This week, the Canadian press erupted with a storm of stories about Jessica Yaniv. A transgender woman, Yaniv is suing fifteen female aestheticians – waxing services operators – for their refusal to wax her male genitalia.
Their refusal to give Yaniv a Brazilian bikini wax was enough for her to accuse them of “transphobia,” and file complaints against the lot of them at the British Columbia Human Rights Tribunal.
Should the tribunal side with Yaniv, it will be, arguably, the first case of state-enforced sexual assault.
A transgender woman, Yaniv is suing fifteen female aestheticians – waxing services operators – for their refusal to wax her male genitalia.
Empowered by the government of Canada, the tribunal is reviewing a number of cases against the female-only aestheticians and forcing some of them out of business; and second for issuing a publication ban that prevented much of the Canadian press from reporting on the story in earnest.
Public personalities, including journalist Meghan Murphy and free speech advocate Lindsay Shephard, risked violating Canada’s censorship laws by speaking publicly about the case. And until the publication ban was listed, the media could only refer to the case offering only the scantest of details. Only citizen journalists at The Post Millennial were able to bring to light details of the case prior to the lifting of the ban. It’s now being discussed in the National Post and the Toronto Sun.
Lindsay Shepherd has been banned on Twitter for “abusing” Yaniv, who often attempts to silence those who disagree with her by taking full advantage of Twitter’s lopsided moderation policies.
Meghan Murphy was also banned for a similar interaction with the trans activist after she referred to Yaniv with masculine pronouns in reference to the waxing case. Twitter deemed her criticism of Yaniv “hateful conduct.” Murphy retained prominent conservative lawyer Harmeet Dhillon, and is now suing Twitter for discrimination.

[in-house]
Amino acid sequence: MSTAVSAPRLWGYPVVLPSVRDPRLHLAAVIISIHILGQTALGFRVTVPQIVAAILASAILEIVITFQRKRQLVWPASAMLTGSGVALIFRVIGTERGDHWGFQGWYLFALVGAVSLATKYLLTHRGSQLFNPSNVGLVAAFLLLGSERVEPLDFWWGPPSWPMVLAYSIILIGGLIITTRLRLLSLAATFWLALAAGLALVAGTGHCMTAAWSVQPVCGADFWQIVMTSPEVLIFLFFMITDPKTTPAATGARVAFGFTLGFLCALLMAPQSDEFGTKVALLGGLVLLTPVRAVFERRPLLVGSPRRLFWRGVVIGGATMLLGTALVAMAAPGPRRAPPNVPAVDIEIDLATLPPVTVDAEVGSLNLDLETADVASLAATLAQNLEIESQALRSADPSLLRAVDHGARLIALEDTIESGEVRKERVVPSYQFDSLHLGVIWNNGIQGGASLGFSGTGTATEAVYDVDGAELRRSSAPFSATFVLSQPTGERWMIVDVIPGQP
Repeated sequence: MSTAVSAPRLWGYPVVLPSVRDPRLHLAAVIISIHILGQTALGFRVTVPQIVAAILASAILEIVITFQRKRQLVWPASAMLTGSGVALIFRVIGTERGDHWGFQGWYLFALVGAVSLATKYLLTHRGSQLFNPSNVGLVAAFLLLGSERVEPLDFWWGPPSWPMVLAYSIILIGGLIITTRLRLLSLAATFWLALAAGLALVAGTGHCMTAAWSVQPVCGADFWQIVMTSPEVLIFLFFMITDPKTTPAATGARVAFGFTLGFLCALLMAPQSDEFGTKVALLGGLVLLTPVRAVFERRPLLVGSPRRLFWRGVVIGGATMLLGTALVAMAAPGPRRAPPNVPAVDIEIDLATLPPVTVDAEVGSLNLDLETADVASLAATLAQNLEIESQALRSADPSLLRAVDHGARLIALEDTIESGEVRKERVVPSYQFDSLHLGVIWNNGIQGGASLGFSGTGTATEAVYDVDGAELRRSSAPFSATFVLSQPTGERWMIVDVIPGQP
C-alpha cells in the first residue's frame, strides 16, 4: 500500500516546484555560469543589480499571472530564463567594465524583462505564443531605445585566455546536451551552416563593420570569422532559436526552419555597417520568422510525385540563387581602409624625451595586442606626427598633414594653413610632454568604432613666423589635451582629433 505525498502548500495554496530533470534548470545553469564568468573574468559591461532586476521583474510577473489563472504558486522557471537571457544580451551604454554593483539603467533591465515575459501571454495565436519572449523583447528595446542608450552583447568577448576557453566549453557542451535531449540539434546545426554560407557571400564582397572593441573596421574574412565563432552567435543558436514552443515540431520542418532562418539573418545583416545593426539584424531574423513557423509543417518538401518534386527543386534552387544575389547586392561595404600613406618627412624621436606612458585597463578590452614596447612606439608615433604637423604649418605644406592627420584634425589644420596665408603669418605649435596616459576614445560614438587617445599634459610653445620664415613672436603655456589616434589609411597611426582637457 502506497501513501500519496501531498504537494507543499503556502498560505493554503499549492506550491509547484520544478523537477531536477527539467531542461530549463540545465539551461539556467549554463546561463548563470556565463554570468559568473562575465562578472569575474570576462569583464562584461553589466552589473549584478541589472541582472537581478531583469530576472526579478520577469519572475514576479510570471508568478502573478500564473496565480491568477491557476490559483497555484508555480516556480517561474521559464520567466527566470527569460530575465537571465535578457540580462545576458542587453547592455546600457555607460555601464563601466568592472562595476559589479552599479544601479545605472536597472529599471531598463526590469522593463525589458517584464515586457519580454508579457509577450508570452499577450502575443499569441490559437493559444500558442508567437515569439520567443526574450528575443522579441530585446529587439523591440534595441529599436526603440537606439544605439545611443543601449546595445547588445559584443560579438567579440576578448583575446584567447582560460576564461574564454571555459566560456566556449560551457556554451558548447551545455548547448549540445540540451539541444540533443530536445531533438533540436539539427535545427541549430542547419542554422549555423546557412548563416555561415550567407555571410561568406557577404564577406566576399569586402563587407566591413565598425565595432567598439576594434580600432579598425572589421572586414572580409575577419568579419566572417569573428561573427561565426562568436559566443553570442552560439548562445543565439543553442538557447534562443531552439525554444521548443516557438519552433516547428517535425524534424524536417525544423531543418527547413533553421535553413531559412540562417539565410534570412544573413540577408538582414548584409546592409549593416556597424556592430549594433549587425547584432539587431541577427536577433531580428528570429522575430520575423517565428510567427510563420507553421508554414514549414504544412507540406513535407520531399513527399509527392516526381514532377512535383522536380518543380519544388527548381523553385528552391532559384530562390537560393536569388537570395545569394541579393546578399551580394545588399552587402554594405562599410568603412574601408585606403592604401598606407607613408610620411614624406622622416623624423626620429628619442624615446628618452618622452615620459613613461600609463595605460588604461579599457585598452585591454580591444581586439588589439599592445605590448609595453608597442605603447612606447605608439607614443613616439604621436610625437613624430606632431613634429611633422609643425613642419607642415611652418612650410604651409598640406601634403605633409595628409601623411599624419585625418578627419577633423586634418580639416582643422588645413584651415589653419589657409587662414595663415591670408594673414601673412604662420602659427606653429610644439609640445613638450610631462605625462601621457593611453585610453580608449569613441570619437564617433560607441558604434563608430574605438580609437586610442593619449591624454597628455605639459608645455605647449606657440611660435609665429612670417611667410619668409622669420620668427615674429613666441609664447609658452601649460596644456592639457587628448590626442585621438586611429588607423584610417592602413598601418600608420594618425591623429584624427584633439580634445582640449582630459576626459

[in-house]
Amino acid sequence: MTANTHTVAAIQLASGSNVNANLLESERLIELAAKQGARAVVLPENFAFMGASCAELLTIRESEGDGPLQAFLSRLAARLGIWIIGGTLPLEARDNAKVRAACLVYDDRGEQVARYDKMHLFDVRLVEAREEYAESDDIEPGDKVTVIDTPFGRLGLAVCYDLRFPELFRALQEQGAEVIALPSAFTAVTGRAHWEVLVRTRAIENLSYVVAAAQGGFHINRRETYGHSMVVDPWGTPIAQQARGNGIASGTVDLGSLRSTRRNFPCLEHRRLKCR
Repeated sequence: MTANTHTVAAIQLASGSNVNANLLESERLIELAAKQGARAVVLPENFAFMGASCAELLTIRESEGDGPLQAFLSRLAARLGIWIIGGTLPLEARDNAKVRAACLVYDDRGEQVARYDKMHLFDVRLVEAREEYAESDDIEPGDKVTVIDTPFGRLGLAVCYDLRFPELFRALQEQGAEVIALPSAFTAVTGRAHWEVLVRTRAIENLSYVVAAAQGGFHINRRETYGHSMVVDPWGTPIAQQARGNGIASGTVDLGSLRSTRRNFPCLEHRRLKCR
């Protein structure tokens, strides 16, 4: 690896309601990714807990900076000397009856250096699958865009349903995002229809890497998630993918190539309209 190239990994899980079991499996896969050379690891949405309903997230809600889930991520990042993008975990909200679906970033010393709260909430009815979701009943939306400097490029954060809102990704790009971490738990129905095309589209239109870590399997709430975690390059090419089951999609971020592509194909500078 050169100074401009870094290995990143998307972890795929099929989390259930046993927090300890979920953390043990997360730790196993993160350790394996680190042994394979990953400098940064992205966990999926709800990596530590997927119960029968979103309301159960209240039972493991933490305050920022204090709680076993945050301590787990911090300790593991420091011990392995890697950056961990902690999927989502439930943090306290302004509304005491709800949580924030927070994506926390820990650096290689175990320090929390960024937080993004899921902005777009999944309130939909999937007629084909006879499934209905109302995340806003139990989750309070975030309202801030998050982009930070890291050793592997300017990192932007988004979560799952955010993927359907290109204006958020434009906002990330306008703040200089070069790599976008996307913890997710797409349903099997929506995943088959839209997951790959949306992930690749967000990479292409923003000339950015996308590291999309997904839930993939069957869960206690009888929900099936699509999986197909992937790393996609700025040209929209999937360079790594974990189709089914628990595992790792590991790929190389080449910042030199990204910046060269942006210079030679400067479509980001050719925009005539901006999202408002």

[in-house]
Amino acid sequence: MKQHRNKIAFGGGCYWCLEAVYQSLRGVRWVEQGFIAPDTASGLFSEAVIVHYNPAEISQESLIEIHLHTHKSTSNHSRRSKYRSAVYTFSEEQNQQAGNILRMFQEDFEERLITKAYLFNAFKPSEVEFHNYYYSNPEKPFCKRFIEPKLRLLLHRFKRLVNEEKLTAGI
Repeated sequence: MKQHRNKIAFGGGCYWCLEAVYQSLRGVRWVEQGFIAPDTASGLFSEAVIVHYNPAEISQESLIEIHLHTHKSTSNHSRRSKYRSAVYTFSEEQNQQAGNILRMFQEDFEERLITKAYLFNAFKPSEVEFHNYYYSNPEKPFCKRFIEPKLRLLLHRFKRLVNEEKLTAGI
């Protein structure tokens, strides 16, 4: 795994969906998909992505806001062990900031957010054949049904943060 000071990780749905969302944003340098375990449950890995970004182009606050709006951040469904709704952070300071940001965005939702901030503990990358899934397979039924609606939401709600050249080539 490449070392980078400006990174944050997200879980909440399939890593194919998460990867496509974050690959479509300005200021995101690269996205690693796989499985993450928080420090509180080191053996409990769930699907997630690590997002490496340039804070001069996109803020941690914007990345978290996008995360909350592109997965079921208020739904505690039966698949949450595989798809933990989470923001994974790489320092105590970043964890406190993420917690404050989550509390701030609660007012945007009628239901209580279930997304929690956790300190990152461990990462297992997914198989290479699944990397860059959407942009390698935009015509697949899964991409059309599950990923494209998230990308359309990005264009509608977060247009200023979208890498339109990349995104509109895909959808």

BAKE THAT CAKE, BIGOT.
As details surface about the now-public Yaniv case, it’s easy to see how frivolous her complaints are – and why they are dangerous to women in Canada, if not elsewhere.
Women, particularly those who perform intimate services like bikini waxing, would be forced to touch the male genitalia of any biological male who self-identifies as female or risk losing their livelihood.
Crucially, the tribunal would be perpetuating state enforced sexual assault on the women who refused to provide Yaniv intimate services. Women, particularly those who perform intimate services like bikini waxing, would be forced to touch the male genitalia of any biological male who self-identifies as female or risk losing their livelihood.
A mother and business owner named Marcia Da Silva was forced to close her waxing business after running afoul of Yaniv. The tribunal case and alleged harassment by Yaniv took a personal toll on her.
“Some of my clients have been very significantly affected on a personal level,” said her representative and Justice Centre for Constitutional Freedoms lawyer, Jay Cameron. “[Another client also] closed her business, she has been depressed, anxious, sleepless and that has gone on for a period of many many months.”
“It is a very serious thing to launch a human rights complaint against a person. My clients are people. They have a right to make a living and this has interfered with their livelihood, but also you have the stigma of being associated with this hanging over you.”
Yaniv, who responded to Da Silva’s Facebook ad, never disclosed her status as a transgender woman before agreeing to the Brazilian appointment. Yaniv testified that Da Silva canceled the session after the aesthetician learned of her biological gender. Da Silva told the tribunal that she simply didn’t feel comfortable waxing male genitals because she didn’t know how, adding that she suggested to Yaniv to seek out a service that could perform a “brozilian,” a specialized procedure for men, instead.
In response, Yaniv accused Da Silva, a female immigrant of color, of being a “neo-Nazi.”
“The people that discriminated against me are forcing their beliefs on society.”
It was disclosed in the hearing that the transgender complainant had also allegedly lied to professionals by asking them if they would perform the service on her while she was on her period. It is biologically impossible for Yaniv to menstruate.
Yaniv, who represented herself at the tribunal, even called her mother as a witness for cross-examination. Yaniv’s mother objected to the use of state-ordered translators who spoke on behalf of the women, many of whom are unable to properly understand or speak fluently in English. She called it a waste of tax dollars.
“The people that discriminated against me are forcing their beliefs on society,” Yaniv argued in one instance.
If Yaniv is looking for the person who is imposing in this situation, she need only look in the mirror.
Ian Miles Cheong is the managing editor of Human Events